FFELP loans are also eligible for an unemployment deferment , which is separate from the economic hardship deferment. This applies to borrowers who have become unemployed. Borrowers can apply for that here .

Both of these deferment programs provide an initial 12-month grace period. If you still can’t afford your monthly payment after the 12 months are up, you can apply again. Even though you won’t be making payments, your loans will stay current. Interest may still accrue unless you have a subsidized student loan.

Use our Cost of Deferment Calculator to evaluates the impact of interest capitalization at the end of a deferment or forbearance on the monthly loan payment and the cost of the loan, assuming that the loan payments are re-amortized after the deferment or forbearance.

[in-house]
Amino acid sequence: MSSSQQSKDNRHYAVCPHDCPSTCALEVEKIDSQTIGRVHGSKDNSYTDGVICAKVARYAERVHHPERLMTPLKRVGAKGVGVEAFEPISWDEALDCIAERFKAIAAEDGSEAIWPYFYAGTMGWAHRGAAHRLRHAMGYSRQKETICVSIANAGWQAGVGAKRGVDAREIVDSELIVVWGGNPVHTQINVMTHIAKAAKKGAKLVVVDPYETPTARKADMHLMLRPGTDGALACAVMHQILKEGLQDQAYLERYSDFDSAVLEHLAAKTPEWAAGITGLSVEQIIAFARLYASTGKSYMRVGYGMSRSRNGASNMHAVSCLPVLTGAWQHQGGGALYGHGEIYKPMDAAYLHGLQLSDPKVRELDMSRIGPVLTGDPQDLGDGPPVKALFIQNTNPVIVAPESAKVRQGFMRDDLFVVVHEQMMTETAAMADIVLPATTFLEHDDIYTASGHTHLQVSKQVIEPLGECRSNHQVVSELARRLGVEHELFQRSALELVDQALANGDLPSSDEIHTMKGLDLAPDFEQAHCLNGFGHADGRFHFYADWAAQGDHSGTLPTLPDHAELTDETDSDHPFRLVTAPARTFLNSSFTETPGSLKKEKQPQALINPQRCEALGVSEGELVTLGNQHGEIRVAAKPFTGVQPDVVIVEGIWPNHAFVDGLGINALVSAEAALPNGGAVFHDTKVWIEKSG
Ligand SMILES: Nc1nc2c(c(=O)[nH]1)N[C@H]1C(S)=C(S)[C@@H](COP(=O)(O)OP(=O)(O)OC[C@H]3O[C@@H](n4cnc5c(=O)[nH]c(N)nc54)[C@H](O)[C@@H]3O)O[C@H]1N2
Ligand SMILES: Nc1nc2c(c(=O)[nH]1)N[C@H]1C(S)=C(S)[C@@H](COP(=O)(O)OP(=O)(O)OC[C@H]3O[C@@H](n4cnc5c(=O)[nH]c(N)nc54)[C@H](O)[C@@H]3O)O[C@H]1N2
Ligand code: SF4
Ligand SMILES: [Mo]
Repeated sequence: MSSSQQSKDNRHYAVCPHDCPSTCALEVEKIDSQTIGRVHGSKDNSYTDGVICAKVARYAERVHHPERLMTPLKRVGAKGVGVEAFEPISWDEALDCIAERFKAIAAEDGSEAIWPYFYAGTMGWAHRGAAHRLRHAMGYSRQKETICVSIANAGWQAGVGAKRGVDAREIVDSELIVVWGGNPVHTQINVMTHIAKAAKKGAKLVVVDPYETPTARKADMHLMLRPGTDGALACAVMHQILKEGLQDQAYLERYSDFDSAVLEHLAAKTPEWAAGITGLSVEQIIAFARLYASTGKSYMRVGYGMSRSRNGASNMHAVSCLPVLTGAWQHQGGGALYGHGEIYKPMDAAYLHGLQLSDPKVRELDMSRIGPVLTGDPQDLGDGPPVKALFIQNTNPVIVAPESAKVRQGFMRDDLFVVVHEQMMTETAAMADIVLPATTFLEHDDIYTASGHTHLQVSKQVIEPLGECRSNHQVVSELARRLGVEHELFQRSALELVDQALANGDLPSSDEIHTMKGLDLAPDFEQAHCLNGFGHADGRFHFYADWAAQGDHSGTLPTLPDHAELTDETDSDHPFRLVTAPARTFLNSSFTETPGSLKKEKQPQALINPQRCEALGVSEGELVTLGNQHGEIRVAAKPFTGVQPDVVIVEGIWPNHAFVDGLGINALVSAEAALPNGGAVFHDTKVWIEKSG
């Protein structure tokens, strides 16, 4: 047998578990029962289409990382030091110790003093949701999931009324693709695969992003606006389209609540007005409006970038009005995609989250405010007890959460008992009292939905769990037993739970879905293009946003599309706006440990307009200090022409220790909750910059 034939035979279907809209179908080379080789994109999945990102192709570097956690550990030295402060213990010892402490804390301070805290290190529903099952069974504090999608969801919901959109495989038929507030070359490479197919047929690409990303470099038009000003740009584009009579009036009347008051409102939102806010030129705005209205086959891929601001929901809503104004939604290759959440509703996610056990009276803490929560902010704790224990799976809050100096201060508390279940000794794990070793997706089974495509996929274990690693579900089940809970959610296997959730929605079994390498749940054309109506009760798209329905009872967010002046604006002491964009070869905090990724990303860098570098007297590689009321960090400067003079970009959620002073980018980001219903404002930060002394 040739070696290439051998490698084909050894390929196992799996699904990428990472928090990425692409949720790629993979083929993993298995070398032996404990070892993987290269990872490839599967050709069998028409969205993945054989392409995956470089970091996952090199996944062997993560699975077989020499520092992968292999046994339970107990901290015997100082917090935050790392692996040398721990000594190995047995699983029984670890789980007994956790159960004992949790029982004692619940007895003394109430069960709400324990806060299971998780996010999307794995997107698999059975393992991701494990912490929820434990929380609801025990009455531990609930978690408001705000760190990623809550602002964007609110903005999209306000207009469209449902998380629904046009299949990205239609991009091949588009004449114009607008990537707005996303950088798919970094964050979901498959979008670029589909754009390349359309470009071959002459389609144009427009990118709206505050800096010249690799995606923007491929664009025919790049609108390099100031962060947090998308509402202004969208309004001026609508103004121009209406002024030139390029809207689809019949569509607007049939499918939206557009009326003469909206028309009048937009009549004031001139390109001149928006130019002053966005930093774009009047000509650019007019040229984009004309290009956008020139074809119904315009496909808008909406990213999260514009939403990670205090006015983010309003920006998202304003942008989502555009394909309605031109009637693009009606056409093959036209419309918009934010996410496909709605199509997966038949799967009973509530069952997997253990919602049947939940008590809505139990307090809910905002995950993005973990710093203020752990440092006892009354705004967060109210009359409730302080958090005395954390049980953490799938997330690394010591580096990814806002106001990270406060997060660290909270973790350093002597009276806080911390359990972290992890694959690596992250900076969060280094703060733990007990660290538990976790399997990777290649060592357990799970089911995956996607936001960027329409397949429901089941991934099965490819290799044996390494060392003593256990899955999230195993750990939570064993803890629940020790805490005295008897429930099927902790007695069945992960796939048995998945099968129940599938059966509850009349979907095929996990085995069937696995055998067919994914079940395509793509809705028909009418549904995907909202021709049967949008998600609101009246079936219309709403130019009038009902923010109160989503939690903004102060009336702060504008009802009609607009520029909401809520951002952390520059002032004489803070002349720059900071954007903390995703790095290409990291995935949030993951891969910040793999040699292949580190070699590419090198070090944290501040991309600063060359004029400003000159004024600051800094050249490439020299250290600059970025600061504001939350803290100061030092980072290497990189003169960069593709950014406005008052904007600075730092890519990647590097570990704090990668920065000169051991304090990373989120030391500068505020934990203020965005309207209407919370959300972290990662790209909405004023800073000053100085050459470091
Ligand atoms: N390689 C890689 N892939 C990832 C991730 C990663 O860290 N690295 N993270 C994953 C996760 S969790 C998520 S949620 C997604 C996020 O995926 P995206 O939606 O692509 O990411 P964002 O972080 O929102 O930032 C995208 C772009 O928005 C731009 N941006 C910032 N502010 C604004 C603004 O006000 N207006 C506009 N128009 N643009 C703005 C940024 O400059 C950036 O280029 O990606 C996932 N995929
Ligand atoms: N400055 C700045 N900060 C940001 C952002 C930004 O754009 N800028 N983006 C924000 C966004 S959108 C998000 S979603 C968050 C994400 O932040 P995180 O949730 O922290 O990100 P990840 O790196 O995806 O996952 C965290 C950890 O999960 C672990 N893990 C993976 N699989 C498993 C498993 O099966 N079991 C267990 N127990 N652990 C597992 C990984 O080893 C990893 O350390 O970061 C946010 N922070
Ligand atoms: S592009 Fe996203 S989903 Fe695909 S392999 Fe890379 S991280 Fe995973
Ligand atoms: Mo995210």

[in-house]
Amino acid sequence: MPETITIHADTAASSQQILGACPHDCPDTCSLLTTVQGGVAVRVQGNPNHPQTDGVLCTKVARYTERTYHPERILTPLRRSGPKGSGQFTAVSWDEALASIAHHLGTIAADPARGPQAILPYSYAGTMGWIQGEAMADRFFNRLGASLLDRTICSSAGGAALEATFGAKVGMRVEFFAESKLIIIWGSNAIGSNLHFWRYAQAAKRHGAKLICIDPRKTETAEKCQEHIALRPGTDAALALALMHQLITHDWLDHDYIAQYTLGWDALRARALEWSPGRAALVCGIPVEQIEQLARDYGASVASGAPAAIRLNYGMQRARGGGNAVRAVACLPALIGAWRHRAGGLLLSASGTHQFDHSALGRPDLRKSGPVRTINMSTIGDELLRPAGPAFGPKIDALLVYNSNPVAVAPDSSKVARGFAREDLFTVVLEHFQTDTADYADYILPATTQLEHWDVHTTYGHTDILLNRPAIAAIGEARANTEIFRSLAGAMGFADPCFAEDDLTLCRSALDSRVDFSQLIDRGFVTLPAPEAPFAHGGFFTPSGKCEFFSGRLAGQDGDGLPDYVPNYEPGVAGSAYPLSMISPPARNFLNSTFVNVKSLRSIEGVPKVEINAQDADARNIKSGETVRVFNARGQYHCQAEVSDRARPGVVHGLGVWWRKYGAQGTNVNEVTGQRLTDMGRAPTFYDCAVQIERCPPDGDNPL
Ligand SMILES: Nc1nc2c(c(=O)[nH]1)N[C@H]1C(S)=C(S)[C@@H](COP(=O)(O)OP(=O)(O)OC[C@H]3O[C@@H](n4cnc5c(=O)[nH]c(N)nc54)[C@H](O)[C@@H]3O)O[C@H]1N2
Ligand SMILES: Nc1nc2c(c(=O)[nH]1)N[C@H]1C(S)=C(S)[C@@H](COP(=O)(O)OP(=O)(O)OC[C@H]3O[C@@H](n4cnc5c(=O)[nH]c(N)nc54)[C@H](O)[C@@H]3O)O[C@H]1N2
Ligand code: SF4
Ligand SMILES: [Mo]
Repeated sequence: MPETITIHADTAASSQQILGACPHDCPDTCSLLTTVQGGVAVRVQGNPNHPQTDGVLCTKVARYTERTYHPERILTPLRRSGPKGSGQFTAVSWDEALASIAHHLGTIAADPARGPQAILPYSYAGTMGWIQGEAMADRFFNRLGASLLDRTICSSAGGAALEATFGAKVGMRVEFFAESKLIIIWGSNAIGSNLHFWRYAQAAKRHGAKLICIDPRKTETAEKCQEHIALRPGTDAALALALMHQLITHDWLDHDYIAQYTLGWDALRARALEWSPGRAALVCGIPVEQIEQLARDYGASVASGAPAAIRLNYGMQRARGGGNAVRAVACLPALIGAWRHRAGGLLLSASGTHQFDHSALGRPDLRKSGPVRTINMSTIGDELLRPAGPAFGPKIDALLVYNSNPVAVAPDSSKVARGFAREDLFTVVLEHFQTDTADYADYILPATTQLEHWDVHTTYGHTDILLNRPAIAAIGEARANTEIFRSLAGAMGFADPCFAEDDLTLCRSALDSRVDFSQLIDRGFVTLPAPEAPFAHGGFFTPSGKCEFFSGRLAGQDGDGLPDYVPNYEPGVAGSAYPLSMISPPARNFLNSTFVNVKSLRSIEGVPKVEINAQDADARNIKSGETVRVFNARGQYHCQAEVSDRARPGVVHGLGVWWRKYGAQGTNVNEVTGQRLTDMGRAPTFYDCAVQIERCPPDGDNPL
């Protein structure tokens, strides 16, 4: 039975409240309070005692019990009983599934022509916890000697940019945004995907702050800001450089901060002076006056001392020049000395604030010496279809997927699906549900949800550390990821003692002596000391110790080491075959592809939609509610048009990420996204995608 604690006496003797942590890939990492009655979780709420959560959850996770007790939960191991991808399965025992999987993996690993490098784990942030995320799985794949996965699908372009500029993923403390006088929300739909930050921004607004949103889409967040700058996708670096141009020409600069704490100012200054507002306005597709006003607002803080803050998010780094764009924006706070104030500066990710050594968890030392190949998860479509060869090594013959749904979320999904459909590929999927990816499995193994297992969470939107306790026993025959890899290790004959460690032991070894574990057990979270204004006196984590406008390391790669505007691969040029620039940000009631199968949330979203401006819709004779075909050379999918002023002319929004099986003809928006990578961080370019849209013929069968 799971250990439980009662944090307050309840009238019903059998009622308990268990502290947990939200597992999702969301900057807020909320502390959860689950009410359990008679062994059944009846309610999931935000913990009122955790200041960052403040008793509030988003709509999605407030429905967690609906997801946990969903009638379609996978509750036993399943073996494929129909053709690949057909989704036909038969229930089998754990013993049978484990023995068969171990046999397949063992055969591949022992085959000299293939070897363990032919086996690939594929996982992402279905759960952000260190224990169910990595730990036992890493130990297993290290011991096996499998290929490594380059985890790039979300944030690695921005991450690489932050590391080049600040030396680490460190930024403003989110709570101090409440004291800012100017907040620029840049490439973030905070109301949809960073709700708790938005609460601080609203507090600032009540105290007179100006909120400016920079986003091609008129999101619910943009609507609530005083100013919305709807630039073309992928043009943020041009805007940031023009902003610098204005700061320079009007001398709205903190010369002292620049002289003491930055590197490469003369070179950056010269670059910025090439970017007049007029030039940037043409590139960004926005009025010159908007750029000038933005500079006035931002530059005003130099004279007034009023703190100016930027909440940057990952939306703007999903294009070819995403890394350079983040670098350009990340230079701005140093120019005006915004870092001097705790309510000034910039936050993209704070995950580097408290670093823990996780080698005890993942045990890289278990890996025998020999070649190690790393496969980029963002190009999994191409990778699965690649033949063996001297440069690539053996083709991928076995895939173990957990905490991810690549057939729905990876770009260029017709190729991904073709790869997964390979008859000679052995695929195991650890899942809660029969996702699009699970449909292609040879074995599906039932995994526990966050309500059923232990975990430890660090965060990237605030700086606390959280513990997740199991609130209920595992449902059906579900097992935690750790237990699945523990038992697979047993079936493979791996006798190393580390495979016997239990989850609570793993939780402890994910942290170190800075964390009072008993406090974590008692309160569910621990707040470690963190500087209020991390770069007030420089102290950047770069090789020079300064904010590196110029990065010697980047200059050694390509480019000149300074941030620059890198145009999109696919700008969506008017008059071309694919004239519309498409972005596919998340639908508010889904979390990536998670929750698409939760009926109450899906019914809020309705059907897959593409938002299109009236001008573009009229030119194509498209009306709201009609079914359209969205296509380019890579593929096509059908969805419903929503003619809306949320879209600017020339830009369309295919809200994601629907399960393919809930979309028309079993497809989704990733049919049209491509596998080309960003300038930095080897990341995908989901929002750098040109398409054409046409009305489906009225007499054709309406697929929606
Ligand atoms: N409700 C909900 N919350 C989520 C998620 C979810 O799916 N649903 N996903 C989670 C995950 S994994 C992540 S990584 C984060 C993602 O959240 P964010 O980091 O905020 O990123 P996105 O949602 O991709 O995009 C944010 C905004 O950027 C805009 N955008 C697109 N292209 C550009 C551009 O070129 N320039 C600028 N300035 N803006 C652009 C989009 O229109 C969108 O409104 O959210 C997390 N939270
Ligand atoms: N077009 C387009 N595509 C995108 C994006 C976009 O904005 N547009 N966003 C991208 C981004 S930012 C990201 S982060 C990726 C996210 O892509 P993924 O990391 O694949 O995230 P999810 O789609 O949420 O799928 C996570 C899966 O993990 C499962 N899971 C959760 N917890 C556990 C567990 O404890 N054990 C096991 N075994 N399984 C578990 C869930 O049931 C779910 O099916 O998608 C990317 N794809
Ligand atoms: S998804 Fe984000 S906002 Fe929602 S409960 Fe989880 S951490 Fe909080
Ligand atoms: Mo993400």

FFELP loan forgiveness

FFEL borrowers may be eligible for Public Service Loan Forgiveness or Teacher Loan Forgiveness if they consolidate into a Direct Loan. To qualify for this type of FFELP loan forgiveness, they would have to be on a qualifying repayment plan and make 120 qualifying payments to the new loan.

Another option is to get FFELP loan forgiveness through an income-driven repayment plan. This would also require the borrower to consolidate the FFEL loan into a Direct Consolidation Loan.

Keep in mind, however, that if you consolidate you’ll be giving up any credit you’ve built up toward loan forgiveness, as under the IBR plan.

The ChangEd app helps student loan borrowers pay down their debt faster. When you link your credit and debit cards, the app rounds up every purchase, and adds that “spare change” to your student loans. You can also earn points for potential free payments. Read our review to learn more.